|Publication number||US6078668 A|
|Application number||US 08/689,397|
|Publication date||Jun 20, 2000|
|Filing date||Aug 7, 1996|
|Priority date||Aug 7, 1996|
|Publication number||08689397, 689397, US 6078668 A, US 6078668A, US-A-6078668, US6078668 A, US6078668A|
|Inventors||Steven P. Poulsen|
|Original Assignee||Transcrypt International, Inc.|
|Export Citation||BiBTeX, EndNote, RefMan|
|Patent Citations (14), Non-Patent Citations (2), Referenced by (2), Classifications (10), Legal Events (6)|
|External Links: USPTO, USPTO Assignment, Espacenet|
A. Field of the Invention
The present invention relates to audio communication transmissions, and in particular, to such transmissions wherein data bursts are contained within the transmissions, and more particularly, to an apparatus and method to improve on the audio quality of such transmissions.
B. Problems in the Art
In certain situations data is required to be sent with audio transmissions. A primary example is in voice communication, and in particular in radio communication of voice or audio.
An example of such data is synchronization information, in for example, scrambled or encrypted audio transmissions. The synchronization data allows a receiver to synchronize to a scrambling method incorporated in the transmission.
In time-division multiplexing (TDM), data is sent in small packets or bursts periodically entrained in an analog waveform containing audio. The time length of each data burst is optimally kept to a minimum, but even though short in duration (generally milliseconds), the data bursts essentially represent interruptions in a continuous audio signal. This tends to degrade the quality of the audio.
Therefore, there is a real and present need in the art to improve on the degradation caused by such data bursts. It is therefore the principal object of the present invention to solve or improve over the problems or deficiencies in the art.
Furthermore it is the object of the present invention to provide an apparatus and method for concealing data bursts in an analog scrambler:
A. which conceals the data bursts by repeating audio taken from the audio portion of the transmission;
B. which conceals the data bursts in a manner which reduces degradation of the audio;
C. which essentially substitutes audio from the audio portion of the signal in a manner that is improved over either muting audio output during receipt of data bursts, or allowing the data bursts to go to audio output;
D. which is adjustable for various sizes and types of data bursts;
F. which is implementable in several fashions, including with a digital signal processor; and
G. which is economical, efficient and durable in use.
These and other objects, features, and advantages of the present invention will become more apparent with reference to the accompanying specification and claims.
The invention includes a method of concealing data bursts in a transmitted time multiplexed signal, comprising periods of scrambled audio and periods of data bursts, by replacing at an audio output the data bursts with audio taken from the audio portions of the transmitted time multiplexed signal. In one aspect of the invention, the replacement of the data bursts is accomplished by storing immediate past audio samples from the signal and playing back those audio samples during receipt of a data burst. The replay of sampled audio is correlated to the length of a data burst.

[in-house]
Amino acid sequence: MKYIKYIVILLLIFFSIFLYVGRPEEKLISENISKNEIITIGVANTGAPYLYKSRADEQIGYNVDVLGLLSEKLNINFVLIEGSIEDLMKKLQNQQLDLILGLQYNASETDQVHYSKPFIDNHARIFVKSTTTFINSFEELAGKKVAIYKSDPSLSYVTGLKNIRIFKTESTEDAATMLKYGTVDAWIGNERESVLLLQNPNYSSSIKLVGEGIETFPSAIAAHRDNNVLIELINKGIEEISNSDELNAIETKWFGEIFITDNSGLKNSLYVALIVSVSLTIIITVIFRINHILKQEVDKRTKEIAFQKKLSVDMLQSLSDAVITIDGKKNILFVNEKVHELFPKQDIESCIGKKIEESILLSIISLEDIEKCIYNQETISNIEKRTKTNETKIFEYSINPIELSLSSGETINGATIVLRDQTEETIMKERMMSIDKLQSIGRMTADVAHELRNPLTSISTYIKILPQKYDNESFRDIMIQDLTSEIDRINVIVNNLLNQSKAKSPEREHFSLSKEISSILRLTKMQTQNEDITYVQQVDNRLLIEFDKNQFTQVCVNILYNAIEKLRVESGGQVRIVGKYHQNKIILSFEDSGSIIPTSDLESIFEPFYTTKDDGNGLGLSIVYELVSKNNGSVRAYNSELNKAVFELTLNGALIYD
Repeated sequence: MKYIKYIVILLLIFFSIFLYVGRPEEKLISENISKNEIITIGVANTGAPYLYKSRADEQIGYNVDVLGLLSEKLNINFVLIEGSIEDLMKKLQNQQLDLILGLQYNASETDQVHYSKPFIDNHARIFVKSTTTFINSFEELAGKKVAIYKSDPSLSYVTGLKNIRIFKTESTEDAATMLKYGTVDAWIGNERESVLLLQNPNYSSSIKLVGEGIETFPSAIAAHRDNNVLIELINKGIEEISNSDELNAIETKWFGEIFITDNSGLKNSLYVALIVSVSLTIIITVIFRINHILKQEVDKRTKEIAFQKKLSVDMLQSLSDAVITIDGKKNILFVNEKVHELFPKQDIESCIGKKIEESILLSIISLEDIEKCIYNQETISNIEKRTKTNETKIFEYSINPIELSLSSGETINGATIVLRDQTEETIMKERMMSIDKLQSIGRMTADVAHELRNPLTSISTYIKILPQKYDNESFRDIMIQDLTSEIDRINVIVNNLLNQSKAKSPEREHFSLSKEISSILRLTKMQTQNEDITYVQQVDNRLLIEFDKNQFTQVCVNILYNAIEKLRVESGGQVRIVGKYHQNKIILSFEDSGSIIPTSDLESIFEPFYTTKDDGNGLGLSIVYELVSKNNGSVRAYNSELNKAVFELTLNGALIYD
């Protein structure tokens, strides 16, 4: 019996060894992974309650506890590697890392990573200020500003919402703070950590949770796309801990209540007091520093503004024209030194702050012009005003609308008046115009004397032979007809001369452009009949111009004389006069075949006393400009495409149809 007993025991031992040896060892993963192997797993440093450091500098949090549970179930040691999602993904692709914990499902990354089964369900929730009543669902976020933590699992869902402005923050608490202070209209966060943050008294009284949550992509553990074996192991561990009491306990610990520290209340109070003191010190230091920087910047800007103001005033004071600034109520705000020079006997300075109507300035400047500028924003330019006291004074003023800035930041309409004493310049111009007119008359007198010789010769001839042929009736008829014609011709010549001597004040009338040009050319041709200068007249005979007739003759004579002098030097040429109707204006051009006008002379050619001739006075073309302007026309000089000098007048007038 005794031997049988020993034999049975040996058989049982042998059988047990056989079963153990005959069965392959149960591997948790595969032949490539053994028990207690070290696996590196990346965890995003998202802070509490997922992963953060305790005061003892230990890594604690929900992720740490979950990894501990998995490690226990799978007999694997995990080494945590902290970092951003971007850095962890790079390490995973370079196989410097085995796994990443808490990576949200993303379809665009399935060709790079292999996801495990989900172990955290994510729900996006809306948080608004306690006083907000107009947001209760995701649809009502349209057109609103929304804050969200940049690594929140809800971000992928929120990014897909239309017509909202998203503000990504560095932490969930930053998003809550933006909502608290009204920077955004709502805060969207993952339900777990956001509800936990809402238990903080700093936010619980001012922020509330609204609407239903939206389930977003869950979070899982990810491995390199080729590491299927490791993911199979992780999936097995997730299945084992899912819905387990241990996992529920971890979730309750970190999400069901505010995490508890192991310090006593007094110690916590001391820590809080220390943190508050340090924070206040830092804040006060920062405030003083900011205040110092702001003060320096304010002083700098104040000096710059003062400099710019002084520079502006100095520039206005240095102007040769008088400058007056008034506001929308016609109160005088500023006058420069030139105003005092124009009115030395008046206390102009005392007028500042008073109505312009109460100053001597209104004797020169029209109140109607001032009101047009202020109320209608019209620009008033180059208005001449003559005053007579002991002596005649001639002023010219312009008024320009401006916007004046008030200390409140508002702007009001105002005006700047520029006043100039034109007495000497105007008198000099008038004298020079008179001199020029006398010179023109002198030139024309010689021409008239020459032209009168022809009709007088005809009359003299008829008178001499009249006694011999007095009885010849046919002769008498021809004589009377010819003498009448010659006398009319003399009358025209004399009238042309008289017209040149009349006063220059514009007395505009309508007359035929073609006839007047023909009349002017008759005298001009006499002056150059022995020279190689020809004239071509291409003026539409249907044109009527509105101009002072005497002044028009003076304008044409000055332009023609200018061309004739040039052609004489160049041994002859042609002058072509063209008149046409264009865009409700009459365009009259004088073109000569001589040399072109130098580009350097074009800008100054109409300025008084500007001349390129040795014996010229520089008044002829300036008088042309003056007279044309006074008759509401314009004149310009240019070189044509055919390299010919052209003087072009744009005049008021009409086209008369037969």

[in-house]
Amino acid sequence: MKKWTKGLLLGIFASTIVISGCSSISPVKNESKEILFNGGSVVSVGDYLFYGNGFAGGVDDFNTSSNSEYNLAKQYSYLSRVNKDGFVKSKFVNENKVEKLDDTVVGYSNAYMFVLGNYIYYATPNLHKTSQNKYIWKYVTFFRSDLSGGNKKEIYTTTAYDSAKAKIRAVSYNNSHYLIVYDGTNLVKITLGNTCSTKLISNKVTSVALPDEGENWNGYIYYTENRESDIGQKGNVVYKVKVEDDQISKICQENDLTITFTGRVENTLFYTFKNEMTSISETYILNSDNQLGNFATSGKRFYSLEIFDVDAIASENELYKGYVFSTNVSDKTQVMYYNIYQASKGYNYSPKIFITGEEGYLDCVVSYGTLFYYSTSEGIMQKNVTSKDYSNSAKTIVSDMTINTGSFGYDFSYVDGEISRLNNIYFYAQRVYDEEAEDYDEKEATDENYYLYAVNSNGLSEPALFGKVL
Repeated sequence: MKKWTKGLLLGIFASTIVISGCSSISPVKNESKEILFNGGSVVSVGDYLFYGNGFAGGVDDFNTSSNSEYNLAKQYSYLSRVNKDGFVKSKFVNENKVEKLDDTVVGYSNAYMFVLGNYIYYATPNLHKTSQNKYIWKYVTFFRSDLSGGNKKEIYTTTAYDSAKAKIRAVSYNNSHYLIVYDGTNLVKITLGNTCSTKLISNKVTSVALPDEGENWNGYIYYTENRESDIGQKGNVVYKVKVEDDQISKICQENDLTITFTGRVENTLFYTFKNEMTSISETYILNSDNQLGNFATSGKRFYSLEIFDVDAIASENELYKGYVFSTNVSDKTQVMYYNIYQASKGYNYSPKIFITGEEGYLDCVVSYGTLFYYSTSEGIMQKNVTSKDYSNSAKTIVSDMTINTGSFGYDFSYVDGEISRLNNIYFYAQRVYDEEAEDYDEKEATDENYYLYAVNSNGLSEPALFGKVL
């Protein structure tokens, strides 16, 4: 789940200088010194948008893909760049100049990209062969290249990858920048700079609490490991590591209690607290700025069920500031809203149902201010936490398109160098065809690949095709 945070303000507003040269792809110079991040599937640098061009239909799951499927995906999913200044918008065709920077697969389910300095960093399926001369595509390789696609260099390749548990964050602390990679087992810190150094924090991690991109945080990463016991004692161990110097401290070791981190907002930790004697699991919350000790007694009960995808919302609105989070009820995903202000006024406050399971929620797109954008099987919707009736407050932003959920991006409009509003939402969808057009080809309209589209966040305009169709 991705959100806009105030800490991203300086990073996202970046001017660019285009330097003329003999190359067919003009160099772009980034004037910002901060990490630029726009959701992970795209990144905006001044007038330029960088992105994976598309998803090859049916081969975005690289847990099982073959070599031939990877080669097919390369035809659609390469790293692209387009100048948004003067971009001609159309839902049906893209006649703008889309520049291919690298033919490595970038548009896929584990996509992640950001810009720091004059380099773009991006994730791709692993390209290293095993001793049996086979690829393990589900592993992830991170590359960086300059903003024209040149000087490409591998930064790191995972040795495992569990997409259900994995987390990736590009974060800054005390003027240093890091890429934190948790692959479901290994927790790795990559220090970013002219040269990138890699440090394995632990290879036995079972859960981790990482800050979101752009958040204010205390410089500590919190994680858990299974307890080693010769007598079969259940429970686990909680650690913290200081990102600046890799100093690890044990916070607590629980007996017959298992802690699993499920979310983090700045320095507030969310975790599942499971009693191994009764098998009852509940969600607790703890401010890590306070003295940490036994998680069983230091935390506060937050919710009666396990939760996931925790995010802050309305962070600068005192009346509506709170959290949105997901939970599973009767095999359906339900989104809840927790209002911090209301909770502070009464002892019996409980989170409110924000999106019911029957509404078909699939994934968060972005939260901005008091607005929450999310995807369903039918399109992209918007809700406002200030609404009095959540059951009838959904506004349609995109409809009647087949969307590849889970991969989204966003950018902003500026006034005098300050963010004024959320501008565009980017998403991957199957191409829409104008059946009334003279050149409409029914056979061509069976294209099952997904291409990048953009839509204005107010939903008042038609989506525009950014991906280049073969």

The apparatus according to the present invention utilizes a storage buffer that contains audio samples of the audio portion of the signal, a switching device, and a control device to allow the audio portions of the signal to pass through the switching device to an audio output, but changing state to pass stored audio samples to the audio output at those times when a data burst otherwise would be present at the audio output. The data bursts in the signal are therefore effectively concealed.
FIG. 1 is a schematic representation of an embodiment according to the present invention.
FIG. 2 is a diagrammatic representation of a storage buffer such as could be used with the embodiment of FIG. 1.
FIG. 3 are diagrammatic representations of signals at various points in the embodiment of FIG. 1.
To better understand the invention, one embodiment thereof will now be described in detail. Frequent reference will be taken to the drawings. Reference numerals are used to indicate certain parts and locations in the drawings. The same reference numerals will be used to indicate the same parts and locations throughout the drawings in this description, unless otherwise indicated.
FIG. 1 illustrates schematically an apparatus according to the present invention. In this embodiment, an audio input 12 receives a signal of the type diagrammatically depicted at reference numeral 50 in FIG. 3. In this embodiment, signal 50 is a time-division multiplexed (TDM) signal consisting of audio portions (see reference numerals 62 in FIG. 3) with periodically interspersed data bursts (reference numerals 64 in FIG. 3). Portions 62 are time varying analog waves representative of audio or speech. Portions 64 represent an analog carrier wave with modulated digital information contained therein.
As can be seen in FIG. 1, TDM signal 50 enters audio input 12 and passes both to a first input 14 of a switch device 16 and to what will be called storage buffer 18. The output of storage buffer 18 appears at second input 20 to switch 16. The output 22 of switch 16 is connected to an audio processing circuit which converts the analog audio waveform in a manner that can then be output to a speaker.
FIG. 1 also shows that a latch 24 has an output connected to what will be called time-delay device 26, which has an output 28 which is connected to and controls the state of switch 16. Latch 24 is controlled by a start line 30 and a stop line 32. As such, latch 24 and time-delay 26 control whether multiplexed signal 50 is passed to output 22, or whether the output of buffer 18 is passed to output 22.
Operation of the embodiment of FIG. 1 is as follows. Multiplexed signal 50 is essentially an audio signal mixed with periodic data bursts 64 and is presented as an input signal at audio input 12 in FIG. 1. This signal 50 is fed to first input 14 of switch 16 and into storage buffer 18 which is N samples in length. It is to be understood that in the preferred embodiment the N samples correspond to the number of samples required to completely fill a time period which is slightly longer than a data burst 64. In the preferred embodiment N samples corresponds to the number of samples required to completely fill 37.5 microseconds (μs) which is 1.5 μs longer than the data to be removed (a data burst).